Tech in logistics: threat, disruptor or differentiator?
published : 9 Aug 2017 at 04:00
newspaper section: Business
writer: Radu Palamariu
Technology has been rapidly changing the way we do business in the last few years across different industries. The Internet of Things (IoT) is now taking the form of the "Internet of Everything", and the effect has been experienced by the logistics industry too.
Businesses are exploring superior technologies such as 3D printing, drones and driverless cars.
However, even at the existing level, technologies such as data analytics, omni-channel logistics and RFID (radio frequency identification) technology are making the processes within the industry seamless, automatic and cost-efficient.
Technology as a differentiator: The ease of processing information and raw data to make business decisions has already spurred some businesses towards unprecedented growth. Organisations that are able to harness the processing of information to make instantaneous decisions will have an advantage over other supply chain players.
Another technology that will play a major role in the logistics industry will be blockchain. Its implications range from simple asset tracking and transparency to real-time feedback from customers.
Logistics, as the backbone of retail and e-commerce, needs to react and offer innovative omni-channel solutions that satisfy the demand for more personalised, dynamic delivery options, as well as fulfilment services at a competitive price level. Blockchain technology enables businesses to drive this innovation.
3D printing: Technology is already making a difference by changing how we do business with fewer human interfaces. Advanced technologies such as 3D printing of spare parts are used sparingly in Asia because of cost concerns; however, once the convenience and cost trade-off is understood, it will have a major impact on the way business is done.
The worldwide market for 3D printing grew at a compound annual growth rate of 35.2% to US$4.1 billion in 2014, according to Wohlers Report 2015. The industry expanded by more than $1 billion, with 49 manufacturers producing and selling industrial-grade 3D machines. 3D printing in the logistics industry can help reduce inventory storage, enable better management of design changes and reduce lead time and complexity to supply remotely. In time, the supply chain will become more efficient, more local and globally connected.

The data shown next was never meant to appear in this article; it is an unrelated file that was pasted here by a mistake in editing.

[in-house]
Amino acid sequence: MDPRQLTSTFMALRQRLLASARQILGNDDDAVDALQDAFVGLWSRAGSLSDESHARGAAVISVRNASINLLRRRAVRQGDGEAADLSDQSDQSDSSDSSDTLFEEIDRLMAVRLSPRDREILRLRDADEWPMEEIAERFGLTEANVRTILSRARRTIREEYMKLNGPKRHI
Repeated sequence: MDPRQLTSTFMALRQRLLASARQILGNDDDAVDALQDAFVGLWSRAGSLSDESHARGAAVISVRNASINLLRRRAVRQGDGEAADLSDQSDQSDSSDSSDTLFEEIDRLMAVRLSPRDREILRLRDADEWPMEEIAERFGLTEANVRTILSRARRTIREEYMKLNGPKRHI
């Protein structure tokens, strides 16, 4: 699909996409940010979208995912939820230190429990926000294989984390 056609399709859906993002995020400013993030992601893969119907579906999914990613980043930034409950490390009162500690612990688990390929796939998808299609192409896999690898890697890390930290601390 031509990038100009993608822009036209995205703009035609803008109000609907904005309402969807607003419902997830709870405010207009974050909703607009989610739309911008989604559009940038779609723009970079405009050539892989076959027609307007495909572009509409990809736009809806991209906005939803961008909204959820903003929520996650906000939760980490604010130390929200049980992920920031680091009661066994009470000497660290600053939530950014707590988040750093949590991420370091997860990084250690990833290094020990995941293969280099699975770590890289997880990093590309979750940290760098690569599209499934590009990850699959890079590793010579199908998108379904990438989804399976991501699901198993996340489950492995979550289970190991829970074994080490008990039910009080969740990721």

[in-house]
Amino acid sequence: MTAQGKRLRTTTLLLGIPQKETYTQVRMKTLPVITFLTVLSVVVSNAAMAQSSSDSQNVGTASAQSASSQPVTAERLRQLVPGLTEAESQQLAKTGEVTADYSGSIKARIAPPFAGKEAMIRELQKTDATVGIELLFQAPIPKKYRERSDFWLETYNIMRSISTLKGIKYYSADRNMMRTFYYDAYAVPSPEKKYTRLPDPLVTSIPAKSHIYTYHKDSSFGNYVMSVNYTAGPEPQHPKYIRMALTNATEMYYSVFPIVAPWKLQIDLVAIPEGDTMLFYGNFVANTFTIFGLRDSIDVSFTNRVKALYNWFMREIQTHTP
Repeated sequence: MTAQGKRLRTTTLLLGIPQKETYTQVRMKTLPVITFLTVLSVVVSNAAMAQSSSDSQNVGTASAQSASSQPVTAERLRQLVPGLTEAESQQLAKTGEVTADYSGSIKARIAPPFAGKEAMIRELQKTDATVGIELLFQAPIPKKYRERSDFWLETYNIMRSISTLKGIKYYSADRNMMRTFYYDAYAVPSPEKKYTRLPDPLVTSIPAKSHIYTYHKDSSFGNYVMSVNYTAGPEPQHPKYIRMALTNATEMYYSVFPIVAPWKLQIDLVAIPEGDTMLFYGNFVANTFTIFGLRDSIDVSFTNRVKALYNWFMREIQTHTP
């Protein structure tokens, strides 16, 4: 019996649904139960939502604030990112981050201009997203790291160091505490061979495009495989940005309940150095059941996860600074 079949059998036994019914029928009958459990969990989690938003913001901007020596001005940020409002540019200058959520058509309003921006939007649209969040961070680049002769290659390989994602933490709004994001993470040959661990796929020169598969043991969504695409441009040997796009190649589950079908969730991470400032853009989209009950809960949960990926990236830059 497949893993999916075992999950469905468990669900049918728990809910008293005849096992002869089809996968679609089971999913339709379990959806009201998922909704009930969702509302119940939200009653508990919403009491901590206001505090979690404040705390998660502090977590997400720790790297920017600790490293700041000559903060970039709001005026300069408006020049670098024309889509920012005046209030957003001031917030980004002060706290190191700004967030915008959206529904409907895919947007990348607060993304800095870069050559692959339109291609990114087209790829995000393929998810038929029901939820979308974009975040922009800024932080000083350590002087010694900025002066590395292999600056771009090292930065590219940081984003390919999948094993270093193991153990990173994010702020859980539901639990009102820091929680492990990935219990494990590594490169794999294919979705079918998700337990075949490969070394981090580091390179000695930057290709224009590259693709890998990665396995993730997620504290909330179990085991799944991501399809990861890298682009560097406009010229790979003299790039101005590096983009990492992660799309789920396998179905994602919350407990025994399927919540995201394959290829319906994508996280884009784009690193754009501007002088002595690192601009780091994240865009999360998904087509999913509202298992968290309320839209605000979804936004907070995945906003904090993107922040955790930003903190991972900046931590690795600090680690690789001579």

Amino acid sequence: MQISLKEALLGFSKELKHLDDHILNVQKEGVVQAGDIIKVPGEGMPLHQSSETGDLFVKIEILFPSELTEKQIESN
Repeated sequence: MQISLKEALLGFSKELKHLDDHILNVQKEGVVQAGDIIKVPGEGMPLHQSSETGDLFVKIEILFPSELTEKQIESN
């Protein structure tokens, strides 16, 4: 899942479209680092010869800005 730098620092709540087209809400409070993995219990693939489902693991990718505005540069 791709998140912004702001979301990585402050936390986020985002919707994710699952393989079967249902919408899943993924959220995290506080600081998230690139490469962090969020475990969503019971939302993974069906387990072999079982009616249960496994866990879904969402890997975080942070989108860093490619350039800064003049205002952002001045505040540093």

IoT and blockchain: The IoT and blockchain will be the key to efficiency within logistics functions and across entire supply chains. Real-time visibility enables information to be shared at every level -- letting deficiencies be identified quickly so that problems can be immediately rectified, or possibly prevented altogether. This can lead to immaculate inventory management and superior customer service, meaning customers can expect products and services exactly when, where and how they want them. Companies that can take advantage of these benefits in the near term will save money, increase efficiency and keep their customers happy.
Cost control and volume trade-offs: There are two main challenges in integrating technology across businesses in Asia: cost and volume. Even if businesses were willing to invest in building the technological capabilities for their Asia operations, the volumes do not justify the investment. Asia is not a mature region, and emulating Western practices and adopting new industry trends is not popular. Investing in superior technologies will be a big step for some businesses.
Jobs of the future: With the advancement in technology, artificial intelligence (AI) will be taking over more jobs within the industry. For example, freight forwarders might become redundant. In the changing technological landscape, more than any specific skills in employees, companies will be looking at more flexible, adaptable people.
Some of the skills that will be in demand in the future are data science, operations skills, technology-based skills (especially app design) and robotics-based skills.
In summary: With more and more exciting technologies emerging more frequently, job roles are definitely going to change dramatically to be able to manage new needs. It is therefore essential that businesses invest in upgrading their existing workforces and ensuring that they are hiring the right kinds of people for new positions.
Recruiting the best of the best will be a daunting task. Supply chain solutions providers will have to look deeper and wider for experts. Technology makes it easier to connect with active candidates; the question is, are they the best of the best? This is where having a great brand and a wide network comes in. You can have the best technology, but if you lack the right people, progress will elude you.
Radu Palamariu is managing director for Southeast Asia of the Global Logistics and Supply Chain Practice at Morgan Philips Executive Search. The Link is coordinated by Barry Elliott and Chris Catto-Smith as an interactive forum for industry professionals. We welcome all input, questions, feedback and news at: BJElliott@ABf1Consulting.com, email@example.com